The Black Power Model : A Critique Of The Pluralism Model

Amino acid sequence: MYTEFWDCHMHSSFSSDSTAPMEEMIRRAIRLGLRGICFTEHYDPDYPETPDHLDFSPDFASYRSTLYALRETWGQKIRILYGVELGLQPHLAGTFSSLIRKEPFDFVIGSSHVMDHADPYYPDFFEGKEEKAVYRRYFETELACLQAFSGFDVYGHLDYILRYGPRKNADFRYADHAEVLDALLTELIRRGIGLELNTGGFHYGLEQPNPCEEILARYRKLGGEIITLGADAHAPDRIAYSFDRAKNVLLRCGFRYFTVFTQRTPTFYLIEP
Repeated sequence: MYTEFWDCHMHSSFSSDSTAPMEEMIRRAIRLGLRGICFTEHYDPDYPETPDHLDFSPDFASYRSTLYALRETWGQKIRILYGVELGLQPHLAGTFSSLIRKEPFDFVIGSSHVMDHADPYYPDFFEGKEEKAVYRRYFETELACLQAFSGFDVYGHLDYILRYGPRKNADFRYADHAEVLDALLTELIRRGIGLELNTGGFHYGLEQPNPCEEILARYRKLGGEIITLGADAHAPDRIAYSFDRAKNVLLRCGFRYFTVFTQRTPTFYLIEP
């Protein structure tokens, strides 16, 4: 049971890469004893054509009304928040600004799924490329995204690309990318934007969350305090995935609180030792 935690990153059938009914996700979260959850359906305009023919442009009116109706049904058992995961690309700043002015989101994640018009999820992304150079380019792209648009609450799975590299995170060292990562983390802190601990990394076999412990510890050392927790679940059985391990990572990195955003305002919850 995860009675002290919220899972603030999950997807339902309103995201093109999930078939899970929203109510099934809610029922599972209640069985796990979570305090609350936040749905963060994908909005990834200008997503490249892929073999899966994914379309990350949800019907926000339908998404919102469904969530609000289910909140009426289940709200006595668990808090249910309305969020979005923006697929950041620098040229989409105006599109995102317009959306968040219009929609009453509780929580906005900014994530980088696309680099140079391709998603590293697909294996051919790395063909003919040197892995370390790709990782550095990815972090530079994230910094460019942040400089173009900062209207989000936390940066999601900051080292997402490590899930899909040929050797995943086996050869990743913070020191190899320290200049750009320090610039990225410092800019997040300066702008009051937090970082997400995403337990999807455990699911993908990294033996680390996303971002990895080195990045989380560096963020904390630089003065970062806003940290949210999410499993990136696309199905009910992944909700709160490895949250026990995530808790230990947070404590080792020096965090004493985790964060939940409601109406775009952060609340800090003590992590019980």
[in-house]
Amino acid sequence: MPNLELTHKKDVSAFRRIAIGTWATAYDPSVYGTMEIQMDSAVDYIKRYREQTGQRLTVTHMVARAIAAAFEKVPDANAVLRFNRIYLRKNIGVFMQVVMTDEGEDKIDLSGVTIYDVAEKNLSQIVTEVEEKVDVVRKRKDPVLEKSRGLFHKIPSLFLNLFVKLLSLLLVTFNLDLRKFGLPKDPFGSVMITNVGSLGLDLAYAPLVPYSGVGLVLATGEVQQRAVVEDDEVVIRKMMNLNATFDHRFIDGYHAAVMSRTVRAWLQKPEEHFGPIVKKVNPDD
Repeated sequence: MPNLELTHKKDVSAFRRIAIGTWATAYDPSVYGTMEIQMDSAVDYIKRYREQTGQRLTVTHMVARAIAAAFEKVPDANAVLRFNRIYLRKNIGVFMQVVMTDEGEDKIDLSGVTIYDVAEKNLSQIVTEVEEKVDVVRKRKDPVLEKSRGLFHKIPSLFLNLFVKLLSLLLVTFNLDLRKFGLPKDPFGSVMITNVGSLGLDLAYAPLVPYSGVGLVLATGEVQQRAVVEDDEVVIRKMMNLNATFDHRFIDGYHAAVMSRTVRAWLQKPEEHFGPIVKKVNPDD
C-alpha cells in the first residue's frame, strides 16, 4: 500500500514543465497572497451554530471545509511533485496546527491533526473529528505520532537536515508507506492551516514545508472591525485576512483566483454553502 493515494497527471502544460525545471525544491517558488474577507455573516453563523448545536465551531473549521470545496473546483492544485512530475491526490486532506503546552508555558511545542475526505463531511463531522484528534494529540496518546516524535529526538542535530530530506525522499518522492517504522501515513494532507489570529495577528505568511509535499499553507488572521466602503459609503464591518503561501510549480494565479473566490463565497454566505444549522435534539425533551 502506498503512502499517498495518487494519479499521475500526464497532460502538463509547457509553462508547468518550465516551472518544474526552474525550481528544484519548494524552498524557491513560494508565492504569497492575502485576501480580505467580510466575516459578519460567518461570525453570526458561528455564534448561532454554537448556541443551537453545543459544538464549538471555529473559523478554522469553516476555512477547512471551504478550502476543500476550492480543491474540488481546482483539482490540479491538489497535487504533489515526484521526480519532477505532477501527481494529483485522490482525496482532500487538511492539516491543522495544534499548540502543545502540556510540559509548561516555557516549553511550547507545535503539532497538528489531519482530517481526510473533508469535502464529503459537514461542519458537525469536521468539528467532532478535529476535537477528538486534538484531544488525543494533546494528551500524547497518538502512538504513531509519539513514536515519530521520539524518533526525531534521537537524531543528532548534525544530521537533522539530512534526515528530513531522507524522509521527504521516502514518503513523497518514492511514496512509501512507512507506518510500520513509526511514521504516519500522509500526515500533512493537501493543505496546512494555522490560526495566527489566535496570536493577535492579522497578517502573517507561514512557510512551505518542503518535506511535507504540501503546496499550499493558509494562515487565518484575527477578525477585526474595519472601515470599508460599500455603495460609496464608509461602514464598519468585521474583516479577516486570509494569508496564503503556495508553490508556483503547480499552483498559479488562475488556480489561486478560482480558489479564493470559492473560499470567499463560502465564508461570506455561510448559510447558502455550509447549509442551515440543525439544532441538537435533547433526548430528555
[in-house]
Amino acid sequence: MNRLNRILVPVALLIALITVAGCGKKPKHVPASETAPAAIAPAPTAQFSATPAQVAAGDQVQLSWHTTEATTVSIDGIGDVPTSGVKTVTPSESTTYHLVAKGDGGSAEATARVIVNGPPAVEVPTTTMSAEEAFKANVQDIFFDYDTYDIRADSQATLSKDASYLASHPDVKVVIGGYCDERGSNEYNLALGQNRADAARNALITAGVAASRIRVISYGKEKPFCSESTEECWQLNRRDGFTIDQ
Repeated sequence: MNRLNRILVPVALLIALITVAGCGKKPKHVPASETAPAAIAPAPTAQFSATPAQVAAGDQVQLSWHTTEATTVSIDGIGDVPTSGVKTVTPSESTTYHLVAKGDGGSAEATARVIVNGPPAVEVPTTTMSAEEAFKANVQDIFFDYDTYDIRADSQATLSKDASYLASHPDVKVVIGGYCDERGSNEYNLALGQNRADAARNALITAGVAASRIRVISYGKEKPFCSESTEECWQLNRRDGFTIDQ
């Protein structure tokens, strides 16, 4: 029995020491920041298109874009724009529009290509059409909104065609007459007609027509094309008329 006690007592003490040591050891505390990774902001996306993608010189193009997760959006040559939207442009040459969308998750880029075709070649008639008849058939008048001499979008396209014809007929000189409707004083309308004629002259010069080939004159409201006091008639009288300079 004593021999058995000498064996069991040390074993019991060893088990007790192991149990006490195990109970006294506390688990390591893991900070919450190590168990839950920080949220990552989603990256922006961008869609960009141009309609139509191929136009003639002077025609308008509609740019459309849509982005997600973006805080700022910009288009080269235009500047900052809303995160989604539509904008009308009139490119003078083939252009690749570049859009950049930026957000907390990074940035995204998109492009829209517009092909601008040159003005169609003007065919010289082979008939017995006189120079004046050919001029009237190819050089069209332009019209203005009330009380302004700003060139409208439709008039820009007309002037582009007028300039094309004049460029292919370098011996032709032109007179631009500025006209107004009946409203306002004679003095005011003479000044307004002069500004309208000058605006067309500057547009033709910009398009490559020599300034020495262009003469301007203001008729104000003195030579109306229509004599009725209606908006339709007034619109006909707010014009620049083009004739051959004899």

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The Black Power model is a critique of the pluralism model, one that arose out of the discrepancy between effective tactics during the Civil Rights Movement. Instead of forming coalitions with Whites who are the internal colonial power, Black Power calls for independent Black political forces to free the colonized Black American population. Under the Black Power model, understanding racial politics first requires an understanding of racism, which is, as defined by Black Power model theorists, the practice of using decision-making and public policies as instruments to subordinate a racial group and to maintain control over that group (Carmichael and Hamilton 1992, 3). Two are two types of racism: individual racism and institutional racism. Under the Black Power model, both forms of racism have different affects on the Black community. Individual racism, such as church bombs and a lynching, are easy to identify. Consequently, society is more likely to condemn individual racism. Institutional racism is far more complicated. This form of racism is subtle, less identifiable because it does not include an individual committing a specific act, consequently this form is less likely to be condemned by members of society (Carmichael and Hamilton 1992, 4). Institutional racism often affects more people and usually involves some aspect of neglect or deprivation. Denying Black veterans loans for housing after WWI is an example. The Black Power model uses the concept internal colonialism as an analysis to depict the current system looks like. There are three main arenas of internal colonialism: the political arena, the economic arena, and the social arena. Politically, the Black colonialized population has no true self-determination. Politica... ... middle of paper ... ...y acceptance of each party’s independent power base, and 4) coalition concerns specific and identifiable goals (Carmichael and Hamilton 1992, 80). These preconditions establish boundaries that correlate with the Black Power model. Furthermore, Black Power is only interested in one type of coalition. Eventually, under the Black Power model, there would be a coalition between poor Blacks and poor whites (Carmichael and Hamilton 1992, 82). This expectation is justified given that under the Black Power model; there can be no cross-class coalitions between groups that are economically and politically unequal. Clearly, alliances with other ethnic groups, specifically with White Americans, are not the primary focus on Black Power, and before any alliances can be formed, Black people have to organizes and set out clear interests and goals (Carmichael and Hamilton 1992, 80).

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